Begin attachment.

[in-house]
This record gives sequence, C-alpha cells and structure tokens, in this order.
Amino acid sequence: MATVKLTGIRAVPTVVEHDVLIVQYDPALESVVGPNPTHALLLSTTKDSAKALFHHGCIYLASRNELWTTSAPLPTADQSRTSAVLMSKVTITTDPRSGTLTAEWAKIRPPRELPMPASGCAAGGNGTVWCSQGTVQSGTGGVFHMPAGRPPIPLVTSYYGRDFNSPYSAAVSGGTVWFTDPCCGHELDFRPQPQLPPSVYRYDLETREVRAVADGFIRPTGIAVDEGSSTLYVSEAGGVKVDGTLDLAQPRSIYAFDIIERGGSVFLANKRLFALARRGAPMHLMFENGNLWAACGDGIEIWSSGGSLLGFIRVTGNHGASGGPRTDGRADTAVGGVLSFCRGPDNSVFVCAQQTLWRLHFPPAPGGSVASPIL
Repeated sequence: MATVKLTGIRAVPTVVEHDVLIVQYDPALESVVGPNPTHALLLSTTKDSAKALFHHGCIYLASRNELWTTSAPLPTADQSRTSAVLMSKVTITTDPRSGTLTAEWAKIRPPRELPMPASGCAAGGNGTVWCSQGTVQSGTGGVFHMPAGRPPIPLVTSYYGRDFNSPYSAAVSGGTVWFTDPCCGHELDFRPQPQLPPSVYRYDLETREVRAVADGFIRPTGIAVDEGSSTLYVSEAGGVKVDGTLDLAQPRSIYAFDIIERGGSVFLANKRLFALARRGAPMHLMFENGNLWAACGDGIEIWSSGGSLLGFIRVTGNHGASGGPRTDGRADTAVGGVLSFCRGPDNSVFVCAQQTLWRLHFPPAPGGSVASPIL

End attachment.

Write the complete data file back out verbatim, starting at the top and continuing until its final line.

[in-house]
This record gives sequence, C-alpha cells and structure tokens, in this order.
Amino acid sequence: MATVKLTGIRAVPTVVEHDVLIVQYDPALESVVGPNPTHALLLSTTKDSAKALFHHGCIYLASRNELWTTSAPLPTADQSRTSAVLMSKVTITTDPRSGTLTAEWAKIRPPRELPMPASGCAAGGNGTVWCSQGTVQSGTGGVFHMPAGRPPIPLVTSYYGRDFNSPYSAAVSGGTVWFTDPCCGHELDFRPQPQLPPSVYRYDLETREVRAVADGFIRPTGIAVDEGSSTLYVSEAGGVKVDGTLDLAQPRSIYAFDIIERGGSVFLANKRLFALARRGAPMHLMFENGNLWAACGDGIEIWSSGGSLLGFIRVTGNHGASGGPRTDGRADTAVGGVLSFCRGPDNSVFVCAQQTLWRLHFPPAPGGSVASPIL
Repeated sequence: MATVKLTGIRAVPTVVEHDVLIVQYDPALESVVGPNPTHALLLSTTKDSAKALFHHGCIYLASRNELWTTSAPLPTADQSRTSAVLMSKVTITTDPRSGTLTAEWAKIRPPRELPMPASGCAAGGNGTVWCSQGTVQSGTGGVFHMPAGRPPIPLVTSYYGRDFNSPYSAAVSGGTVWFTDPCCGHELDFRPQPQLPPSVYRYDLETREVRAVADGFIRPTGIAVDEGSSTLYVSEAGGVKVDGTLDLAQPRSIYAFDIIERGGSVFLANKRLFALARRGAPMHLMFENGNLWAACGDGIEIWSSGGSLLGFIRVTGNHGASGGPRTDGRADTAVGGVLSFCRGPDNSVFVCAQQTLWRLHFPPAPGGSVASPIL